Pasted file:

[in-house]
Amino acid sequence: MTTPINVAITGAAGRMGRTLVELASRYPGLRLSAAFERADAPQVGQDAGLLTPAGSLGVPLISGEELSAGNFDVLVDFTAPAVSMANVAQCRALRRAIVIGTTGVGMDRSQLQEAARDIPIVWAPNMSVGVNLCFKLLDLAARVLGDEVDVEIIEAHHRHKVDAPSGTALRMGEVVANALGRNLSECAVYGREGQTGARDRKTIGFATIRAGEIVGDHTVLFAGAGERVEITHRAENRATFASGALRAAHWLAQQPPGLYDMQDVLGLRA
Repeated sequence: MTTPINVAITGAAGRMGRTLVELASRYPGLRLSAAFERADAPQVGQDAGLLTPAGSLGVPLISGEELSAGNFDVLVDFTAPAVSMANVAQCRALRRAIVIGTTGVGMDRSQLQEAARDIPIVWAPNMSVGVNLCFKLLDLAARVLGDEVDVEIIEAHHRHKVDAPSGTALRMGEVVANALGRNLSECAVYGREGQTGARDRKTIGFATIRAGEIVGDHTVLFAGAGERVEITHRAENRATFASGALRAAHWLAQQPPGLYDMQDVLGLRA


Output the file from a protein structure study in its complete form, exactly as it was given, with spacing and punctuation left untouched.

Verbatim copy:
[in-house]
Amino acid sequence: MTTPINVAITGAAGRMGRTLVELASRYPGLRLSAAFERADAPQVGQDAGLLTPAGSLGVPLISGEELSAGNFDVLVDFTAPAVSMANVAQCRALRRAIVIGTTGVGMDRSQLQEAARDIPIVWAPNMSVGVNLCFKLLDLAARVLGDEVDVEIIEAHHRHKVDAPSGTALRMGEVVANALGRNLSECAVYGREGQTGARDRKTIGFATIRAGEIVGDHTVLFAGAGERVEITHRAENRATFASGALRAAHWLAQQPPGLYDMQDVLGLRA
Repeated sequence: MTTPINVAITGAAGRMGRTLVELASRYPGLRLSAAFERADAPQVGQDAGLLTPAGSLGVPLISGEELSAGNFDVLVDFTAPAVSMANVAQCRALRRAIVIGTTGVGMDRSQLQEAARDIPIVWAPNMSVGVNLCFKLLDLAARVLGDEVDVEIIEAHHRHKVDAPSGTALRMGEVVANALGRNLSECAVYGREGQTGARDRKTIGFATIRAGEIVGDHTVLFAGAGERVEITHRAENRATFASGALRAAHWLAQQPPGLYDMQDVLGLRA